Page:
The BI & Analytics Survey 22 is published today.
The BI & Analytics Survey 22 is published today. The 20th edition of BARC’s flagship annual research study analyzes feedback from a survey of 2,478 users and consultants on their selection and use of business intelligence (BI) and analytics software. It uses empirical evidence and patterns in the survey data to update readers on today’s leading market trends and best practice in software selection.
Not all reasons for purchase are created equal
When comparing the reasons why software was chosen with the level of benefits achieved, it is clear that buyers need to focus more on data-related considerations.
Those who prioritized ‘large data handling capacity’ when evaluating tools yielded the highest business benefits but this criterion was not among the top five buying priorities reported. The picture is similar with ‘query performance’. This is ranked second in terms of benefits delivered, demonstrating a strong correlation with project success, but is also outside the top five priorities of survey respondents. Slow query performance was also highlighted as a major problem by 15%, making it the most common cause for complaint by end users. Another area that deserves greater attention from buyers is the weight they give to proof of concept evaluations.
On the flipside, there are also criteria that have less influence on future success but are prioritized highly. The number one priority (‘ease of use for report recipients’) is more sought after than ‘ease of use for report designers’ but is less likely to generate concrete benefits. Another example is ‘price-performance ratio’, which was cited as the number three buying criterion by respondents.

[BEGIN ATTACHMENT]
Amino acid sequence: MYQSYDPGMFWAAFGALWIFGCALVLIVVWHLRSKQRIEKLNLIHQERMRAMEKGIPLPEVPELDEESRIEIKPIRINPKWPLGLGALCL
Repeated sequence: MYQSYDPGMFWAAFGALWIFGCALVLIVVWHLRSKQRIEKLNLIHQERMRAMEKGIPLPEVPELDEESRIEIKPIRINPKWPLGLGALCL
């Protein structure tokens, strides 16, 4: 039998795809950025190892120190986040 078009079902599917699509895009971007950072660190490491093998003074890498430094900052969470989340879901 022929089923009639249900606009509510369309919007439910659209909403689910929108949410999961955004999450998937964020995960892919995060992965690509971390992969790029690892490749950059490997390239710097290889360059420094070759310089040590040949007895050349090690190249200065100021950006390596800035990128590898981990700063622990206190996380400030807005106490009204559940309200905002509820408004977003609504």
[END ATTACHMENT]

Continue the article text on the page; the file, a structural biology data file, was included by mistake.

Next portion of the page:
“Buyers looking for software for smaller deployments are especially price-sensitive, but they would be well advised to focus on product-related criteria rather than on cost aspects to secure future benefits,” said Robert Tischler, Senior Analyst Data & Analytics at BARC and author of The BI & Analytics Survey 22. “ We have also noticed in the last two years that companies tend to take various technical aspects for granted such as large data handling capacity, fast query performance and the ability to support a substantial number of users. They reduce the focus on them, even if they should not do so. Furthermore, they increasingly rely on good vendor or product reputation, which is one of the least beneficial reasons to buy, instead of valuing a faster or better proof of concept.”
Surge in cloud analytics and BI over last 12 months
Many vendors claim that nearly all new buyers are opting for the cloud over on-premises but The BI & Analytics Survey data tells a slightly different story. Today, the share of new analytics and BI customers opting for the cloud (48%) is higher than for customers with implementations more than two years old (27%). This is leading to a steady increase in the overall use of cloud analytics and BI. In 2012, only 5% of customers were using it. Nine years later, that number has grown to 30%, with a huge increase coming in the last year.
“Most existing customers stick with their on-premises solutions unless serious problems begin to surface,” said Tischler. “However, vendors are continuing to become more cloud-centric and diversify their offerings. We expect many customers, even those who say they do not require the cloud today, to be drawn to cloud solutions.”
Finding the right evaluation method for sustainable success
The ratio of formal versus informal software evaluations conducted by analytics and business intelligence buyers has remained stable over time at around 4:1, indicating that while the technology changes, the fundamental approach to starting the analytics and BI endeavor has not altered to the same extent.
Competitive evaluations are clearly best practice (64%) at around three times the incidence of informal evaluations (21%) and four times that of single-product evaluations (15%).
“Finding the right software is arguably one of the most important steps a company must take to effectively use their data assets,” said Tischler. “However, many companies fail to vet and test multiple products thoroughly. Formally and competitively evaluated products deliver the best results for buyers. The difference in business benefits gained is obvious. A competitive evaluation is vital when selecting new software in a dynamic and competitive market.”